Jack Thorne said this episode was ‘very upsetting’ to write, and indeed, between Malice and Æsahættr there has been several major deaths, and Lee and Jopari’s partnership comes to a tragic end. Lee Scoresby’s death was captured perfectly, and it was deeply sad, retaining Hester’s last moment on earth “We’re a helping Lyra.”. Leaving the last Magisterium soldier to stalk Jopari was an interesting addition. It gave Lee and Jopari a final connection, with both men dying to protect their children against the Magisterium. I enjoyed Jopari’s and Will’s single and final meeting much more than what they were afforded in the books. Mythology doesn’t always play out on screen well, and to have Jopari slain by Juta Kamainen just after he realises Will is his son simply would not have been satisfying. Juta Kamainen is the witch whose love was rejected by Jopari, so she put an arrow through his heart. Again these scenes play out fine in mythological text, but it would simply have not fit in this text, particularly with Will’s violent reaction, and the idea of the ‘woman scorned’. We also know that Will knows what his father looks like. So allowing Will and Jopari the time to connect and give Will a sliver of hope that they will go home together when all is said and done is even more tragic as his senseless death in the book. Jopari dying battling the Magisterium and the Authority, protecting both the Bearer and his son, was a fitting ending for the character.
Against all of these tumultuous events we have Mary Malone, serene and thoughtful, continuing towards her quest after stopping to rescue a couple of children along the way. I wasn’t sure where they were going with her taking Angelica and Paola into the mountains, but she merely dropped them off at their adults’ camp and went on her way, following a trail of blue flowers. Simone Kirby continues to capture everything that we love about Mary, her faith in children, her unflappable calm when given instructions by a supernatural being, her scrupulous approach to her quest, packing supplies as if she is going on a weekend hike, her mixture of scientific curiosity and genuine delight as she makes her way through a new world and into the mountains. She is the perfect balance between a nurturing adult, a meticulous scholar and a faithful acolyte.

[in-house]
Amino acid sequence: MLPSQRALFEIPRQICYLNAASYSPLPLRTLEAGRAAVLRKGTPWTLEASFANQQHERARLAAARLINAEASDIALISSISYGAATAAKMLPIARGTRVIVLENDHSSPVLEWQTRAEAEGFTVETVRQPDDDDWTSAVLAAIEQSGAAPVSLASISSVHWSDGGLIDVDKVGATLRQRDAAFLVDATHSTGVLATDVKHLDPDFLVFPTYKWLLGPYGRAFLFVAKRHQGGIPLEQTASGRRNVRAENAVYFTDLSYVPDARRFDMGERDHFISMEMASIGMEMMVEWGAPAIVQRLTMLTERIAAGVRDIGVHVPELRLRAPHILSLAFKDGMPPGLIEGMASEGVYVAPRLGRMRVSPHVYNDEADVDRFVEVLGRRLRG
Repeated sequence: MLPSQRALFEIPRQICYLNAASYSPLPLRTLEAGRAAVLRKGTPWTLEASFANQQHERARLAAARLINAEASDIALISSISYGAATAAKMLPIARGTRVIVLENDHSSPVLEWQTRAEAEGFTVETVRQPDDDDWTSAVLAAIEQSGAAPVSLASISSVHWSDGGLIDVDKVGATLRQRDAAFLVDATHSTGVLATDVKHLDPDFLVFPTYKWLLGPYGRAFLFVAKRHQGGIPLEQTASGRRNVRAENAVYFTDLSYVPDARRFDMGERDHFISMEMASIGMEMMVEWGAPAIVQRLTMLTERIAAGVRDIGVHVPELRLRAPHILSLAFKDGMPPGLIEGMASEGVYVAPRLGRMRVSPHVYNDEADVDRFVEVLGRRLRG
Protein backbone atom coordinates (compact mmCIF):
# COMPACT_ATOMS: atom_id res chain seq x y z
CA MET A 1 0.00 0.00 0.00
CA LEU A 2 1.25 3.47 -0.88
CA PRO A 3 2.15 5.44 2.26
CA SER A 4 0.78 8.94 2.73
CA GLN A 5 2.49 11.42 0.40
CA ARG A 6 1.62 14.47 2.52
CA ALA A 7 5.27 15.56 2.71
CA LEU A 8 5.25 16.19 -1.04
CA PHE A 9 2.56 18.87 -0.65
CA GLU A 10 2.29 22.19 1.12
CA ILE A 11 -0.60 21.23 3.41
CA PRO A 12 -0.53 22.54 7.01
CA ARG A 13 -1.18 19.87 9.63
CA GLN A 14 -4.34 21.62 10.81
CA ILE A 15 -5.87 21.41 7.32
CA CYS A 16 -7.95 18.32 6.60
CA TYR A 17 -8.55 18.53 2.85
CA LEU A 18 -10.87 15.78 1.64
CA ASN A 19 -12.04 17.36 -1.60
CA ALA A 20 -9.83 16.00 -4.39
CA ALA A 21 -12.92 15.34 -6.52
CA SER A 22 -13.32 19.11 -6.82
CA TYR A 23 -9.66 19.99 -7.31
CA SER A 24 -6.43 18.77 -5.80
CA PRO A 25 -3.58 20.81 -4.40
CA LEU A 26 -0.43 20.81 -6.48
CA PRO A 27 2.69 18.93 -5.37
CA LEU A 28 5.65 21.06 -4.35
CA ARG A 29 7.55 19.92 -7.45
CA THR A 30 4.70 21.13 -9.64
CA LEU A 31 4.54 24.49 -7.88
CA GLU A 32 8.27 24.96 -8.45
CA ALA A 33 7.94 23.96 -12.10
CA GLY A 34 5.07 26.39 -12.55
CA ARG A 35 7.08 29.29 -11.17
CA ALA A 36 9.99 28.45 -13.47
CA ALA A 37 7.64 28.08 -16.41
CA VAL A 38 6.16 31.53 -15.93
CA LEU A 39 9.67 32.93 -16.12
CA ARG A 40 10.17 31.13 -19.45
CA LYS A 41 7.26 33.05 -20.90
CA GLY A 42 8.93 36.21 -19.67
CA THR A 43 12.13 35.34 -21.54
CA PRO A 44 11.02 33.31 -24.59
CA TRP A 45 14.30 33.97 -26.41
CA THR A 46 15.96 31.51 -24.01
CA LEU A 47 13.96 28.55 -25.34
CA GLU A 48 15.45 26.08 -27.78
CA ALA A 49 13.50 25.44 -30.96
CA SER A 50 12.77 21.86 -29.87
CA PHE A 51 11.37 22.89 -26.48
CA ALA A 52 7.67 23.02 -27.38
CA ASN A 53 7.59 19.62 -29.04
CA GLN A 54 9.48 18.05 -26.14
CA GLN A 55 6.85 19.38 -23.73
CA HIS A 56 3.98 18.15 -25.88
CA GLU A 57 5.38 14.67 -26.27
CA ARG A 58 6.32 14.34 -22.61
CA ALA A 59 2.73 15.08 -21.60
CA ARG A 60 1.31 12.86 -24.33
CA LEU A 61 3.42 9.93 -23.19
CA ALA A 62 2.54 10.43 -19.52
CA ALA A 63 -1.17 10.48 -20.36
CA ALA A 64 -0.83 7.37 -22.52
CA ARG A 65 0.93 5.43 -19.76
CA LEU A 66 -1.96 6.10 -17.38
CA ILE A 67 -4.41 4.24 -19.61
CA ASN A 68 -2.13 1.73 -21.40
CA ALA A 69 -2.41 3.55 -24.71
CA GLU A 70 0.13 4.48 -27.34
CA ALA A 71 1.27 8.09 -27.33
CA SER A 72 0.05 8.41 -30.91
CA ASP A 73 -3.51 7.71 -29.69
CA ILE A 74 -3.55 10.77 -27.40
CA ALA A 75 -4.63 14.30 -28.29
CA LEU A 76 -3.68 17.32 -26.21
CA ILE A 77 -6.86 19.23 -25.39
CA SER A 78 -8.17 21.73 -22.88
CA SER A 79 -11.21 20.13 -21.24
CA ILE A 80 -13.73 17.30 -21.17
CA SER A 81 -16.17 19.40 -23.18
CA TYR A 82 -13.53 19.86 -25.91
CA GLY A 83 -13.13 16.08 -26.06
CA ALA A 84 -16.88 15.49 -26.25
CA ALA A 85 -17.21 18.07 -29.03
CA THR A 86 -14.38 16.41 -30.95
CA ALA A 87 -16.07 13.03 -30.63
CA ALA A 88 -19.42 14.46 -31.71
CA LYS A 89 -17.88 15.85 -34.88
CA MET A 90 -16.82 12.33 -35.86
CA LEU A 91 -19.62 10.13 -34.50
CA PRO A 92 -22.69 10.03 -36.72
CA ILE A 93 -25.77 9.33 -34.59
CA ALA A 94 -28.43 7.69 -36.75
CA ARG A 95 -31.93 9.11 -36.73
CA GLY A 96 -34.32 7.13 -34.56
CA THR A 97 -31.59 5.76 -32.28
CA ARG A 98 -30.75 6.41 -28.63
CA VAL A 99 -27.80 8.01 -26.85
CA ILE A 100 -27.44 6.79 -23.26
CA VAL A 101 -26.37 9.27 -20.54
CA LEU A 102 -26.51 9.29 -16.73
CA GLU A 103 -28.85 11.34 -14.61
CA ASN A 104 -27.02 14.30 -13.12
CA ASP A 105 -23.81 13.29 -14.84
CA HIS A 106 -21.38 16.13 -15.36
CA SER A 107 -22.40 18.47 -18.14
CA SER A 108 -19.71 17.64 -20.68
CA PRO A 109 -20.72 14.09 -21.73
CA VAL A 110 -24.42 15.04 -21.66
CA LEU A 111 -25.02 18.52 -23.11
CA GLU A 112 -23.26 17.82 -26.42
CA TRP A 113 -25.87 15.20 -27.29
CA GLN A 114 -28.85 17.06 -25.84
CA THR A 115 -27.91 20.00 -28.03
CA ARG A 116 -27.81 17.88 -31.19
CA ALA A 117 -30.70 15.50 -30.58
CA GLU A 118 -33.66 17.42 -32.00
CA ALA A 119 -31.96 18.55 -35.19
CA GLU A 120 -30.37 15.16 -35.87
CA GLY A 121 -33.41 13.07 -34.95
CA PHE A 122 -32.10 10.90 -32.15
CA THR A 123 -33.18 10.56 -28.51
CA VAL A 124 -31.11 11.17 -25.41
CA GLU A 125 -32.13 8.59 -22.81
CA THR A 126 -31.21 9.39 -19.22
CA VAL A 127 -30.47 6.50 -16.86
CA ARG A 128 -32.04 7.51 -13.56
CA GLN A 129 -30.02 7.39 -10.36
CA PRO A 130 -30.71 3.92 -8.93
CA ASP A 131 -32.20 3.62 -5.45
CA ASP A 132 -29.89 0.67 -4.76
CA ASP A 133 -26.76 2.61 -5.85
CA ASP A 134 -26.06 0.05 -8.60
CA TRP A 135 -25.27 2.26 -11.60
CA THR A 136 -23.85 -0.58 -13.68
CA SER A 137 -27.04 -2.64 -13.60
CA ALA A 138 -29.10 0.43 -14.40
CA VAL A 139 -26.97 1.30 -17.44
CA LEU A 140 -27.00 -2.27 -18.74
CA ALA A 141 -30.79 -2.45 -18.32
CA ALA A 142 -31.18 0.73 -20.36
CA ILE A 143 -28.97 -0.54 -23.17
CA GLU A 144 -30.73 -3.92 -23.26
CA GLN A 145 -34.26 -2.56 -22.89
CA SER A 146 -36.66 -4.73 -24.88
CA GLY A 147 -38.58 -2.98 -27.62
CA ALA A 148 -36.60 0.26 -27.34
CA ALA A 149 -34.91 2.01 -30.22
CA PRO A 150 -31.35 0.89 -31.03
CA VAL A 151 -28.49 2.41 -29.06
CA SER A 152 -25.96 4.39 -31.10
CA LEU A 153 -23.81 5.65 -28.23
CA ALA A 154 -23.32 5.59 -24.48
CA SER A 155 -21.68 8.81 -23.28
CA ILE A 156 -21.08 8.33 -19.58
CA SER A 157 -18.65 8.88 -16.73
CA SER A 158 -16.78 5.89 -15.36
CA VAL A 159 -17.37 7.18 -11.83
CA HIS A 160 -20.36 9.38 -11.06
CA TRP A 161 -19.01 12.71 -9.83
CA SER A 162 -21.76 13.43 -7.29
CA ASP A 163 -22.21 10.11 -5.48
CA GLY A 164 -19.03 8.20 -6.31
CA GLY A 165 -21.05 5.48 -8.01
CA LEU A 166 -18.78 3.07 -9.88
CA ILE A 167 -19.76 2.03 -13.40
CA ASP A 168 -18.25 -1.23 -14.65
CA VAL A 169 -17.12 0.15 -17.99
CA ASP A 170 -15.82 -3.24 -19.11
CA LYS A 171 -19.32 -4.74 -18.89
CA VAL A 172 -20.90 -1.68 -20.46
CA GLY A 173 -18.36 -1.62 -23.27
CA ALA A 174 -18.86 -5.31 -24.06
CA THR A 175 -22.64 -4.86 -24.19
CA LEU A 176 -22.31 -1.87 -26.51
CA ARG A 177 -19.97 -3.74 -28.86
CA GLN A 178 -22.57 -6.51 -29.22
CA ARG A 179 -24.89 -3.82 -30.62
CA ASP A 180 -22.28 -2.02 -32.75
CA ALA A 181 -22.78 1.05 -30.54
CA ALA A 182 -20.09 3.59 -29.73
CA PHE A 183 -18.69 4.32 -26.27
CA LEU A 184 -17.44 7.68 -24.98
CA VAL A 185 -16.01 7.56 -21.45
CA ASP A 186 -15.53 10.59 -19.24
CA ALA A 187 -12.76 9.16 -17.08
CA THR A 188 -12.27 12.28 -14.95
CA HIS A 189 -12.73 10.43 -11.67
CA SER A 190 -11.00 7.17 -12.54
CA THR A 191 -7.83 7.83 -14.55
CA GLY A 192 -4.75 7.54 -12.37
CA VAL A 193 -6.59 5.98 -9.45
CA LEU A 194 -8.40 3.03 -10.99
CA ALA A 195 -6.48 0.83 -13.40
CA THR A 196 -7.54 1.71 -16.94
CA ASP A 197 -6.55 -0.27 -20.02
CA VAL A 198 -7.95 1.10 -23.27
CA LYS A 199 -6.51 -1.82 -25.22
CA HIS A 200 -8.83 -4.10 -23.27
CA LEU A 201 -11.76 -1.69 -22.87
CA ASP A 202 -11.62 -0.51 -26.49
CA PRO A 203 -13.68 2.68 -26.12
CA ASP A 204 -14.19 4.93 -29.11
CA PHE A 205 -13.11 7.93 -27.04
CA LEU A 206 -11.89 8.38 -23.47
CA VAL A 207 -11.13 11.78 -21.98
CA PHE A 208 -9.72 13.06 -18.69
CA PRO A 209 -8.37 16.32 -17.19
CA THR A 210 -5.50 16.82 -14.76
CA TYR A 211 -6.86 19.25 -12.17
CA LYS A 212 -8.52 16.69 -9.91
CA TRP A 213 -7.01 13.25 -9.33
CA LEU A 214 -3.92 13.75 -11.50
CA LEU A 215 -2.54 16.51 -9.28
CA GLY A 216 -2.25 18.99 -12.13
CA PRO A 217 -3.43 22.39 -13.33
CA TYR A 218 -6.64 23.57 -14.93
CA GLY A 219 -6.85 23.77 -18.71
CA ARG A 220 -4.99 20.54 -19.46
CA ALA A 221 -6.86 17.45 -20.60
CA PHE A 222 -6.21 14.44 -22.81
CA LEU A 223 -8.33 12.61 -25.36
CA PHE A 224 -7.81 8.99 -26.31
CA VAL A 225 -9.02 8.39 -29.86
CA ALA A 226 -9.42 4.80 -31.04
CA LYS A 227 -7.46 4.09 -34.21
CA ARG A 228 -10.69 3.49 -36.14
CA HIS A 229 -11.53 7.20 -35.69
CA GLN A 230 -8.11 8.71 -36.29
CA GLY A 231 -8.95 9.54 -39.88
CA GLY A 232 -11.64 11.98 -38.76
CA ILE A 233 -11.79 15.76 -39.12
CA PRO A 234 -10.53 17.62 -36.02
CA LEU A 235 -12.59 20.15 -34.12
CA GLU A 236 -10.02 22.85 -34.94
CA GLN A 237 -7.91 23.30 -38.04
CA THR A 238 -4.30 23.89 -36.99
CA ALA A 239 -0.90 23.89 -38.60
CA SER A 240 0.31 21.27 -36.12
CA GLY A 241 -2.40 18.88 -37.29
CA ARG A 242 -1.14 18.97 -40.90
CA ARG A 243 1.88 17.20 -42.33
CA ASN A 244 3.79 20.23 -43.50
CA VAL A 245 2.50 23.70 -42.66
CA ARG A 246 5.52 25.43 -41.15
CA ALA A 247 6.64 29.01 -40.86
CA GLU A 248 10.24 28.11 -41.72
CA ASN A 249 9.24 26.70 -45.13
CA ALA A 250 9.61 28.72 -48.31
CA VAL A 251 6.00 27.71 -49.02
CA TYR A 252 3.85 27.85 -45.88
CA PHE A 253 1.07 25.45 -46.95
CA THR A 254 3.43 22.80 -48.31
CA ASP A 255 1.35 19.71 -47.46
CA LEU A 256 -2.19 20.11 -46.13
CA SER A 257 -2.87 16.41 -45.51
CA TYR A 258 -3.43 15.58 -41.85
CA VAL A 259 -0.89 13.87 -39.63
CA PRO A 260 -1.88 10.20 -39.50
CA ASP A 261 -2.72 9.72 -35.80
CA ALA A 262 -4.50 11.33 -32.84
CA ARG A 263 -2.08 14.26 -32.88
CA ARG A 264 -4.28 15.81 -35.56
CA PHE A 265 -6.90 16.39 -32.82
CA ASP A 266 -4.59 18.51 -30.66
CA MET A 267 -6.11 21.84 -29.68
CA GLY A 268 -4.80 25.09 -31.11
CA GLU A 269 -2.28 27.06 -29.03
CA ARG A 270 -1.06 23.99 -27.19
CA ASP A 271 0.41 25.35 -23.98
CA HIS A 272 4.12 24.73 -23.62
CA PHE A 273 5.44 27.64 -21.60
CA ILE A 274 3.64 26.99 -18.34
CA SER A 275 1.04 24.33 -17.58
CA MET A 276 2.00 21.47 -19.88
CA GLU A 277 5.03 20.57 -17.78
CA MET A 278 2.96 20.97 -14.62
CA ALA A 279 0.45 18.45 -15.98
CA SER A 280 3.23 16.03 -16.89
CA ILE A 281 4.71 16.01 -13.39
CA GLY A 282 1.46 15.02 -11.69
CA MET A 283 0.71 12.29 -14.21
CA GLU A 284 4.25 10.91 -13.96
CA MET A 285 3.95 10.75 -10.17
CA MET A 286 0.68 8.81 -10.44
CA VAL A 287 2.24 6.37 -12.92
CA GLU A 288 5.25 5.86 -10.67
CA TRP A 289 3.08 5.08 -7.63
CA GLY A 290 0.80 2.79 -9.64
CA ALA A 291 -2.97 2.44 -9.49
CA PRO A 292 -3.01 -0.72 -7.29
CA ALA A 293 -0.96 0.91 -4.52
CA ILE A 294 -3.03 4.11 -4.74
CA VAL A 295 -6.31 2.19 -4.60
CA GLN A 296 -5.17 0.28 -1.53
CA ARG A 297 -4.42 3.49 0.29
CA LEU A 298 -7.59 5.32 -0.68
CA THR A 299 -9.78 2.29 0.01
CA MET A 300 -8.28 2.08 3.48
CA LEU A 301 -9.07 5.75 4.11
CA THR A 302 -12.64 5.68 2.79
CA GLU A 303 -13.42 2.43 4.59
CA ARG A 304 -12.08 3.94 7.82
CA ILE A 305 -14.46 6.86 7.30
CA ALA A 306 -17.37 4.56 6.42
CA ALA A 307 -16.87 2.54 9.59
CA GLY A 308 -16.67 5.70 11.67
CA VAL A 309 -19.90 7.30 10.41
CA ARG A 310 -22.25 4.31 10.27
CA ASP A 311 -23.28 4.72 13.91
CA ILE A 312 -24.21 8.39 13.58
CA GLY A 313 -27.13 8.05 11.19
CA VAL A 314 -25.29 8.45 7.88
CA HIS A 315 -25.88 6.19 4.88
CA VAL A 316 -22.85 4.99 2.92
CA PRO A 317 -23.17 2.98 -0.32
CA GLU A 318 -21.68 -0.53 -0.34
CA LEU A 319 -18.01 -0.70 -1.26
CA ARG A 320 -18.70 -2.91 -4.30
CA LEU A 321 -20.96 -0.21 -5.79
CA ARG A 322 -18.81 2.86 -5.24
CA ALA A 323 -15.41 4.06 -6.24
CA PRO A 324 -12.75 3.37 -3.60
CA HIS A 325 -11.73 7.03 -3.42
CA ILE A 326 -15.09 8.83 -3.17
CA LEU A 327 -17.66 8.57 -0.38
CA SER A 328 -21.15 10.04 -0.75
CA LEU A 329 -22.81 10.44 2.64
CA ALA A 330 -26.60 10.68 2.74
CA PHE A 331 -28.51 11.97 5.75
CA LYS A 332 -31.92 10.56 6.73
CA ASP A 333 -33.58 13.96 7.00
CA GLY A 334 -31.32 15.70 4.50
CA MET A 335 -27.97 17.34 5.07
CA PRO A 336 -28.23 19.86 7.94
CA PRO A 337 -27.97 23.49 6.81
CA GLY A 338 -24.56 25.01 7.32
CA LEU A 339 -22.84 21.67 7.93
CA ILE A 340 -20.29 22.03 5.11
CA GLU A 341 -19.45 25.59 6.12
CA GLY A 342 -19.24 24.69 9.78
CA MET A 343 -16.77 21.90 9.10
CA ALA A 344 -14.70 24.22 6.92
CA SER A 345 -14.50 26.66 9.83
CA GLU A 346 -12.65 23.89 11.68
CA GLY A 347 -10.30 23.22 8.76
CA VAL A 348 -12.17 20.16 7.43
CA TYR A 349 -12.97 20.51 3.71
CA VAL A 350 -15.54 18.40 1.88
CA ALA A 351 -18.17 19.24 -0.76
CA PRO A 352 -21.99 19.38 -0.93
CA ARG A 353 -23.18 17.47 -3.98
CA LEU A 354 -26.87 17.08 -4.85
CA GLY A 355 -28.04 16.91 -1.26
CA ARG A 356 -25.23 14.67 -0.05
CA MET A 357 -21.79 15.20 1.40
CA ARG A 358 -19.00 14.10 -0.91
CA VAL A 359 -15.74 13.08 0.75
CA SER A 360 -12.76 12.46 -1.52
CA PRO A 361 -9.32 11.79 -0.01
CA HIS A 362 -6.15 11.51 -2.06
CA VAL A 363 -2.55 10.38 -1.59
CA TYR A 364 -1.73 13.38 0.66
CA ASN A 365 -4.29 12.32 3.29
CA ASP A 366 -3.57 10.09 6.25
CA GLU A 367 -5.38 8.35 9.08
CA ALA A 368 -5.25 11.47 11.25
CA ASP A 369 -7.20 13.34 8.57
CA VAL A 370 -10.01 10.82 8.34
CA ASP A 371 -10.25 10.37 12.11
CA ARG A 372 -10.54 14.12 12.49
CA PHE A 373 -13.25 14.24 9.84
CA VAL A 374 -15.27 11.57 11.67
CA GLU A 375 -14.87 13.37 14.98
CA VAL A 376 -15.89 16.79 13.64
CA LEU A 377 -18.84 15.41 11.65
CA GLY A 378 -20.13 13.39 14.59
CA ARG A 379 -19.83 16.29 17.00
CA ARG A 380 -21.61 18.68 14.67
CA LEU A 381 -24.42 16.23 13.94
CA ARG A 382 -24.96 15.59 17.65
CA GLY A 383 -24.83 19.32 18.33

This was, for all of its tragic events, a sort of gentle, quiet episode. As Lorne Balfe’s heart wrenching score plays over the final moments, we hear Asriel’s voice. Will, his fingers now healed by his father, picks up Jopari’s coat and slips it on, assuming a great burden he never sought. Iorek Byrnison watches in consternation as the his icy home continues to melt and crumble. And Mary continues to follow her trail of blue flowers, all wonder and joy as she reaches a waterfall. There is real humanity in Asriel’s next words “My fight is with the Authority… and those doling out cruelties in his name… those who seek to divide in order to control… and who have built worlds founded on privilege and divine right rather than care and need.” The words “care and need” wash over Mrs. Coulter, staring at the trunk she has trapped her daughter in. “I fight for freedom of knowledge”, says Asriel, as we see Cardinal MacPhail’s profile come into view, making his way to assassinate Lyra. Asriel continues “and in place of deceit, intolerance and prejudice… I fight for the possibilities of understanding, truth and acceptance. But I cannot win these things alone.” Asriel is unsurprised when he summons Angels, he is merely satisfied, and immediately gives them orders to prepare for war, in his usual commanding manner. The post-credits scene shows Roger in the underworld calling for Lyra, completing a full-circle from when Roger called out for Lyra in the first episode of the season, a glimpse of where or young heroine is heading.
Asriel’s scene was (presumably) taken from a stand-alone episode created for Asriel to show viewers what had been happening in his story, something that was absent from the books, and was written for the screen with Pullman’s consent and input. Jane Tranter has said she hopes they will be able to shoot it for season three. Tranter said that there will not be two seasons for Amber Spyglass, and that is is fitting into one season nicely so far. I can’t help but be a little disappointed at that. We will get nine episodes if Asriel’s episode is filmed, I hope we can get ten. But wrapping up now, season two has revealed what the crew are capable of. The writing was even better this season, showing a real reverence for both the author and the original text, and retaining the spirit of the books, while giving us even more insight into the adult characters. One could ask for little else.